Aug. 01--Melissa Etheridge is having a blast. So far, it's mostly been from the past. She's enthused about what that means for the present and future, too.
"It's going great," said the folk-rock singer-songwriter with the big, bluesy voice. "I can't believe it. I've found so much stuff it's unbelievable. I've been working on it for six months.
"It's been a treasure hunt. I'm ... finding songs I forgot I ever recorded. Lots of new material and new images."
They document Etheridge's longevity and the loyalty she's built as a musician and social advocate. Her scavenger hunt -- "super-rare collectibles" are being solicited at melissa etheridge.com -- will culminate in "Melissa Etheridge 25th Anniversary Box Set."
A compilation of music, video, souvenirs, concert films and Etheridge's reflections, she hopes to release it by November.
She might reveal some discoveries when she and her three-piece band play Friday at Ironstone Amphitheatre in Murphys.
"It's for the fans," Etheridge, 52, said during a phone conversation from her home in Calabasas. "It's very fan-connected."
Etheridge, one of the first major pop musicians to publicly express her lesbian sexual orientation (in 1993), always has been that way. She's never had big hits, but her 12 albums remain durable exemplars of the singer-songwriter craft. She's won two Grammy Awards and an Academy Award.
Recent Supreme Court rulings regarding same-sex marriage have re-energized Etheridge's non-musical commitments.
"No, actually, I haven't answered enough of them," she said, regarding questions about the U.S. Supreme Court nullifying California's Proposition 8 and the federal Defense of Marriage Act. "I've always felt we're moving in the right direction. Toward equality. We can't help it. It just evolved. The next generation absolutely doesn't have the same fears.
"They're still opening doors. They didn't blow the doors wide open. They did say, 'You can proceed through these doors.' "
Etheridge helped unlock many of those barriers.
"The biggest thing is how much people have come out," she said. "Almost everybody knows somebody who knows people who are (LGBT). I was around. I'm still around. There've been some great leaders who've inspired us. They've been doing it since the early '80s. I'll gladly claim a small part. There certainly have been a whole lot of us."
Etheridge can't wait for her musical re-discoveries to appear.
They include her "first album that was rejected by (Island Records') Chris Blackwell," she said. "It has an early heavy '80s keyboards feel. Then I made the (self-titled 1988 debut) album everybody knows. In four days."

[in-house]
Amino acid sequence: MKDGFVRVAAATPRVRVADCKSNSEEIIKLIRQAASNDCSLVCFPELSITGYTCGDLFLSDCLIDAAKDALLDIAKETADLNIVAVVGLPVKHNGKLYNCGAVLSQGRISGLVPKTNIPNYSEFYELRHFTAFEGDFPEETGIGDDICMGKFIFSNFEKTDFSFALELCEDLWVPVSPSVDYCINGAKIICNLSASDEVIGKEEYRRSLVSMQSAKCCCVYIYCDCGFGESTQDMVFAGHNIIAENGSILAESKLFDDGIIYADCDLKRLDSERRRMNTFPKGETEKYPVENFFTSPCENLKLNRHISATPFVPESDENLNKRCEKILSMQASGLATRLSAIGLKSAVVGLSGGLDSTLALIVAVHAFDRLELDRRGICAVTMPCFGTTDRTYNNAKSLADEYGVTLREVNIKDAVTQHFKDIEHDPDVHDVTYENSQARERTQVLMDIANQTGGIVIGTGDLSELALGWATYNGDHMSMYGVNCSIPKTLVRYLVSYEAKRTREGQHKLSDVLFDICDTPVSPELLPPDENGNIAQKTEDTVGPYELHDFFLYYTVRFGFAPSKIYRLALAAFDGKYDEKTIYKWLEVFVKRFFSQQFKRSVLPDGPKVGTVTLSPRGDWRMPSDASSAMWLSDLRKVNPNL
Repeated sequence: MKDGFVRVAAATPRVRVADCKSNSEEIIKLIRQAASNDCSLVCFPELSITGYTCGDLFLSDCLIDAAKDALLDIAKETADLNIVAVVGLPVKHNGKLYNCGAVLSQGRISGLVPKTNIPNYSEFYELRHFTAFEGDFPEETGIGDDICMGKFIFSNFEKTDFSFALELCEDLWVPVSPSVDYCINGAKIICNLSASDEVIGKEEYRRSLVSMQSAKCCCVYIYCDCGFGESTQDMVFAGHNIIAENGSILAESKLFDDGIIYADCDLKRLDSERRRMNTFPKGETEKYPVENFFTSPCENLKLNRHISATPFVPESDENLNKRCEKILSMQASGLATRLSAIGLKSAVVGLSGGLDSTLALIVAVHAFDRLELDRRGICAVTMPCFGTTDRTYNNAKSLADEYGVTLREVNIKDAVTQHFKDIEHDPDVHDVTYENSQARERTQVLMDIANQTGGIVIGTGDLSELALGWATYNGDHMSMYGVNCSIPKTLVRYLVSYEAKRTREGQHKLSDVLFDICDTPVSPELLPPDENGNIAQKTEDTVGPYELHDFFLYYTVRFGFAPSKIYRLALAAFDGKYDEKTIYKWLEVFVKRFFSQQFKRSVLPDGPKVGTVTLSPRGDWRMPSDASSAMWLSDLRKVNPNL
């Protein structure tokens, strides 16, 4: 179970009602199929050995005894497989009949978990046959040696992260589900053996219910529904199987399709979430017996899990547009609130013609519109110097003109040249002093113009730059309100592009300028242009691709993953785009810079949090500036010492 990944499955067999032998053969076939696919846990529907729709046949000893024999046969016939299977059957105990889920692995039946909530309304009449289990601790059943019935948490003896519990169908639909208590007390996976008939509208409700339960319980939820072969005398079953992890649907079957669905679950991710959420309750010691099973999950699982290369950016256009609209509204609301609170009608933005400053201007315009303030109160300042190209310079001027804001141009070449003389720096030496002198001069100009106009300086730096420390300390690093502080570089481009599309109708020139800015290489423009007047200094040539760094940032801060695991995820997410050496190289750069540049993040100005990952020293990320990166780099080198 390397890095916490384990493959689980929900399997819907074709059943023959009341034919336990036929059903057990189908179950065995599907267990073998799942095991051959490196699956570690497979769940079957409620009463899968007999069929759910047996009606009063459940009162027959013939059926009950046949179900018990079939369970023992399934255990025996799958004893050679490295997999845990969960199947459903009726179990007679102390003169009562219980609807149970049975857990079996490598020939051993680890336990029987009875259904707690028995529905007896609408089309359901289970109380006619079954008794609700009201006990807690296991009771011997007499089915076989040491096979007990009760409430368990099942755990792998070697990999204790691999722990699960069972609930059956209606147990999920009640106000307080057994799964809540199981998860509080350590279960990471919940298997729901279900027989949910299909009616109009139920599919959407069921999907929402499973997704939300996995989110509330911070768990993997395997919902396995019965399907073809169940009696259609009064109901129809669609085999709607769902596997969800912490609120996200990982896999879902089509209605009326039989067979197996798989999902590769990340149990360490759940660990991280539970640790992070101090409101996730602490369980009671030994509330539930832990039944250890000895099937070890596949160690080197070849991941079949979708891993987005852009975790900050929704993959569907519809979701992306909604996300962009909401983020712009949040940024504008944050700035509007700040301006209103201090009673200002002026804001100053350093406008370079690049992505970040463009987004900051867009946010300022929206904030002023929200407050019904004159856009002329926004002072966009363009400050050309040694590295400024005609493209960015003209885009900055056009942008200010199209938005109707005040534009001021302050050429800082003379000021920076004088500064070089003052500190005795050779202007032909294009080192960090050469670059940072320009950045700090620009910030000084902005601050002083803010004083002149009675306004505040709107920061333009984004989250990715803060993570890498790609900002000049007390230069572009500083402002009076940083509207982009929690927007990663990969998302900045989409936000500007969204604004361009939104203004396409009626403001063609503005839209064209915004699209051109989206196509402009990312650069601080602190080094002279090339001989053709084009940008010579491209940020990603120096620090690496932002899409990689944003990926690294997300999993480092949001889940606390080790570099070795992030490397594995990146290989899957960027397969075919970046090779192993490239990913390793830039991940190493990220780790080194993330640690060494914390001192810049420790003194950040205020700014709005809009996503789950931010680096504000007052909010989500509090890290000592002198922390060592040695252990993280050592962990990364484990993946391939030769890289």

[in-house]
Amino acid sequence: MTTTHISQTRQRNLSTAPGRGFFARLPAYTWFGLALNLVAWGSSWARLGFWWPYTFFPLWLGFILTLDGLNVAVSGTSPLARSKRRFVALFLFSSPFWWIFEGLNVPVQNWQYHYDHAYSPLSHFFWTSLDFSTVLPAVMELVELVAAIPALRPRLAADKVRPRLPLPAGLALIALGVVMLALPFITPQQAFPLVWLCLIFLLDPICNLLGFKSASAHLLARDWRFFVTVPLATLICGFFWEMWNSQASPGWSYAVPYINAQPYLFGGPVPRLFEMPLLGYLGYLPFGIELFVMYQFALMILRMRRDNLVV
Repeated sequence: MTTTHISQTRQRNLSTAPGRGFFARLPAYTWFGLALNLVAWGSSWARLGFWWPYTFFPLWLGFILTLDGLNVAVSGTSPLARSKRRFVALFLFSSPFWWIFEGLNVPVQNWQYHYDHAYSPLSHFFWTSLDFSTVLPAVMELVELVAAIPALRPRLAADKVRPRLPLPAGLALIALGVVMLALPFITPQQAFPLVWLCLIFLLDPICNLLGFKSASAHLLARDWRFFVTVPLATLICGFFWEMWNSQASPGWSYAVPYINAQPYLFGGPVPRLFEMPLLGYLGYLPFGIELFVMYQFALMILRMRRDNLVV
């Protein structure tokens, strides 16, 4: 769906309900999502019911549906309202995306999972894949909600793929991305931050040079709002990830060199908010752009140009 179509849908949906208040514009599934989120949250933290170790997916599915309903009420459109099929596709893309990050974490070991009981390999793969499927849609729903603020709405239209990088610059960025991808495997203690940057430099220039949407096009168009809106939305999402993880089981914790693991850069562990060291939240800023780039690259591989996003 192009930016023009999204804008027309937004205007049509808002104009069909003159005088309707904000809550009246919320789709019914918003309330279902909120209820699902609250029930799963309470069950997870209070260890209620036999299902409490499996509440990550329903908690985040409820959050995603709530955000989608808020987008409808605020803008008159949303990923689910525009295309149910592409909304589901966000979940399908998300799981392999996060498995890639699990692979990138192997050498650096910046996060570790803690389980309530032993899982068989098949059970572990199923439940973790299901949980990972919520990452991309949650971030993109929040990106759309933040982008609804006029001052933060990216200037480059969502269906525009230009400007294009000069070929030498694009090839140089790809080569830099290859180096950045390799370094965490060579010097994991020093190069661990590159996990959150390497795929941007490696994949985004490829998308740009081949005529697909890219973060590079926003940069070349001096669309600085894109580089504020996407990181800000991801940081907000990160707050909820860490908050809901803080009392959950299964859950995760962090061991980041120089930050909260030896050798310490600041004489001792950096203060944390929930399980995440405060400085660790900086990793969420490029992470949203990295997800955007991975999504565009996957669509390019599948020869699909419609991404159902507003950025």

Another CD will be "The '80s Mis-Takes" -- "a bunch of things I did when I was trying to get a record deal." She also found film of a 1993 show in The Netherlands during which audience members flicked their BICs in rhythm with "Like the Way I Do": "The audience was absolutely amazing."
Of course, the quarter-century collection also includes her "hits" and tracks from albums such as 2012's "4th Street Feeling." She'll play for 165 minutes ("maybe three hours") Friday during her first Ironstone appearance.
Born in Leavenworth, Kan., Etheridge's 25-year career is "just a path I started on when I was 3 years old and holding a transistor radio in my hand," she said. "I heard (the Beatles') 'I Want to Hold Your Hand,' and it was like hearing angels. Music. Music. I just loved it. I used badminton racquets to act like I was playing guitar. When I got a guitar, my parents said I was too young. My fingers would be bleeding. They were."
Her dad, John Etheridge, taught high-school psychology. Mom Elizabeth Williamson was a computer consultant.
Etheridge played '60s and early-'70s pop, country, folk ("kinda folksy"): "My first (one) was a country-western band. That's what they it called it then." Ironically, she'd "belt out" Tammy Wynette's "Stand by Your Man."
She "loved" Bob Seger, Fleetwood Mac, Stevie Wonder, Marvin Gaye and Aretha Franklin. "I loved Rickie Lee Jones, Bruce Springsteen, Peter Gabriel, Paul Simon. I loved to see Janis Joplin performing. I liked a combination of them all."
She's always had that distinctive rough-hewn vocal quality:
"The church choir director said she'd put me in the very, very back row because I had such a strange voice. I don't smoke or drink. So it's not whiskey-soaked. It's years and years of doing it. I believe I'm becoming a better and better vocalist."
Her health has improved, too.
"I'm nine years cancer-free," said Etheridge, who overcame breast cancer. "I'm healthier than ever. I'm eating right, exercising and my stress levels are low."
Her enthusiasm is high for the future sanctity of human rights. Labels don't bother her:
"The more people all keep moving along, doing this on their journey, the more you realize diversity is the only thing we have in common. I have so many colors in my crayon box. Instead of a label, I think of it as a little sort of definition.
"Oh, my gosh. I'm loving being in the moment and seeing where the world's going. I think it's heading in a great direction. I'm lovin' life as it is right now."
Contact reporter Tony Sauro at (209) 546-8267 or firstname.lastname@example.org.
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